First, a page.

The new Sustainable Development Goals, agreed upon recently by the member states of the United Nations, are all interconnected, as has been reiterated time and again. However, it is in the new Goal 6 – “Ensure access to water and sanitation for all”—for which this interconnectedness is most apparent.
The United Nations has always remained one of the most vociferous and passionate advocates of human rights – exemplified in the creation in 2006 of a 47-member Human Rights Council in Geneva to uphold its mandate.
India’s stance on sustainable development goals is evolving as there are differing voices on what should be done. Over the next 15 years, the global development agenda will be preoccupied with the ambitious challenge of achieving 17 SDGs and 169 targets. The SDGs follow the Millennium Development Goals which were conceptualized as a set of eight goals on diverse development dimensions including poverty alleviation, gender equality, health and environmental sustainability. The buzz in the development community is that as the relative success of MDGs is a result of China’s super-rapid growth, the relative success of the SDGs will be because of India.
After initial hesitation, the United Nations has decided to probe allegations of bribery and corruption extending to the office of a past President of the UN General Assembly (UNGA), the highest policy-making body in the 70-year old Organisation.
Seafood offers a large amount of animal protein in diets around the world, and the livelihoods of 12 percent of the global population depend directly or indirectly on fisheries and aquaculture.
Last week, India announced its new climate plan, also known as its Intended Nationally Determined Contribution, or INDC
. As the world’s third-largest emitter and a country that’s highly vulnerable to the impacts of climate change, it is encouraging to witness India investing in actions to tackle climate change while addressing poverty, food security and access to healthcare and education.
As the unprecedented flow of hundreds and thousands of migrants and refugees continues from war-ravaged countries to Europe, a new study warns that large-scale migration from poorer to rich nations will be a permanent feature of the global economy for decades.
“The TPP [Trans-Pacific Partnership] will…go down in history as the worst trade agreement for access to medicines in developing countries,” said Doctors without Borders/Médecins Sans Frontières (MSF) in a statement following the signing of the TPP trade deal.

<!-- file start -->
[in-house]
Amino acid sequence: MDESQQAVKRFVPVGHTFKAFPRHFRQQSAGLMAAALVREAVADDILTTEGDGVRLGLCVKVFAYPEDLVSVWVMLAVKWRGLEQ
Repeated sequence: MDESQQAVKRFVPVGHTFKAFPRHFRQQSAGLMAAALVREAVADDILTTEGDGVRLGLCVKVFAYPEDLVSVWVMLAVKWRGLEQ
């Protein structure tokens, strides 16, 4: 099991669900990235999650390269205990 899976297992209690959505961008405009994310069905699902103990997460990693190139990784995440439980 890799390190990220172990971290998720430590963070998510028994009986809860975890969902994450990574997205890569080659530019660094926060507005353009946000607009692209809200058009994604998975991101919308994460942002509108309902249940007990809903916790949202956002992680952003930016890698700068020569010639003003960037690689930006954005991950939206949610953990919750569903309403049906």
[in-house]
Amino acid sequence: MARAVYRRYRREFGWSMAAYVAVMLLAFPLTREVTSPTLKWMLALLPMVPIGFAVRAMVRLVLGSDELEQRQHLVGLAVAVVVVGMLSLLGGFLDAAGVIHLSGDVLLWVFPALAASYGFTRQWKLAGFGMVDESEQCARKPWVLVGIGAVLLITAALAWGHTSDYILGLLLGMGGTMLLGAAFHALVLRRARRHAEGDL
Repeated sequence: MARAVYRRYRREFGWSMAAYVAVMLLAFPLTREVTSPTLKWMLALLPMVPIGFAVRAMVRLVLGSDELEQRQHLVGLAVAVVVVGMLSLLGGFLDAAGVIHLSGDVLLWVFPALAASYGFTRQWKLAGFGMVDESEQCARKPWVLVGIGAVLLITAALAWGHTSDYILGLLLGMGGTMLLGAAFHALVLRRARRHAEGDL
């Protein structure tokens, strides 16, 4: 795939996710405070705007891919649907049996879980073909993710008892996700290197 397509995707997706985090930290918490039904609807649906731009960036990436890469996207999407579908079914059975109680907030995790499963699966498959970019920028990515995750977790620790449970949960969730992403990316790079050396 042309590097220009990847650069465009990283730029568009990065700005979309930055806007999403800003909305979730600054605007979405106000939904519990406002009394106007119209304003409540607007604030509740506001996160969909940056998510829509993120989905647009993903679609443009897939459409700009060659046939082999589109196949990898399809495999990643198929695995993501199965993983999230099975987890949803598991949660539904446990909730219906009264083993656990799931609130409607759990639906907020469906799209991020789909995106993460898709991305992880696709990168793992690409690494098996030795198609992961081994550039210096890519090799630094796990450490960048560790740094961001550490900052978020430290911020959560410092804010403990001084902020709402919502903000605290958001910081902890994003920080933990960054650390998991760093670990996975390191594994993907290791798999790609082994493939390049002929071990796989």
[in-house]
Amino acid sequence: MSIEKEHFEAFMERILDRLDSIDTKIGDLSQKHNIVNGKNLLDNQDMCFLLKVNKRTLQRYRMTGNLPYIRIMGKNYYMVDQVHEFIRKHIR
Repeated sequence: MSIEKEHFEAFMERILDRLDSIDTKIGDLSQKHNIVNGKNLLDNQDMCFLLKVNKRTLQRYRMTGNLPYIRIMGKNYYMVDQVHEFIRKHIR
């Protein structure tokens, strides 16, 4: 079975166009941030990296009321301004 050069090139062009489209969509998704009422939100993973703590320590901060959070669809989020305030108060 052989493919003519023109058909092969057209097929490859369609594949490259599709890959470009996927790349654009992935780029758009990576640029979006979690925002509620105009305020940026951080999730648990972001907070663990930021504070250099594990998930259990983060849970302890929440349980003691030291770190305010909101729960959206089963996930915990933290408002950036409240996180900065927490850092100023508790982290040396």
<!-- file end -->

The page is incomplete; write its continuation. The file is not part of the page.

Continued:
Mohammad Yunus, the founder of Grameen Bank in Bangladesh, transformed the lives of millions of poor women through unsecured micro loans or micro credit to self-help groups. Microcredit evolved into microfinance that also includes savings and basic forms of insurance and transfer mechanisms. Within a few years, microfinance became a global phenomenon. Although microfinance continues to grow, the enthusiasm for it shows signs of waning.
It has become clear that the South, including the least developed countries, has little reason to expect any real progress to the almost half century old commitment to transfer 0.7 percent of developed countries’ income to developing countries. But to add insult to injury, developing countries have, once again, been denied full participation in inter-governmental discussions to enhance overall as well as national tax capacities.
The emergence of fracking has modified the global market for fossil fuels. But the plunge in oil prices has diluted the effect, in a struggle that experts in the United States believe conventional producers could win in the next decade.
When the Security Council recently hosted a meeting of world leaders to discuss the growing threats from violent extremism, Secretary-General Ban Ki-moon warned that any success in battling intolerance will be predicated on a “unified response.”
Cuba and the United Arab Emirates agreed to strengthen diplomatic ties and bilateral cooperation during an official visit to this Caribbean island nation by the UAE minister of foreign affairs, Sheikh Abdullah bin Zayed Al Nahyan.
On 1 October 2015, Somalia ratified the UN Convention on the Rights of the Child (CRC), leaving the United States of America as the only remaining member state of the UN not to embrace this most universally accepted human rights treaty. UN Secretary-General Ban Ki-moon reflects the sentiments of all the world’s human rights activists in encouraging the US to join the global community by ratifying this noble treaty.
Seen for years as passive actors in the fight against global warming, more than 100 countries of the Global South have submitted their national contributions to reducing greenhouse gas emissions and decarbonising their economies.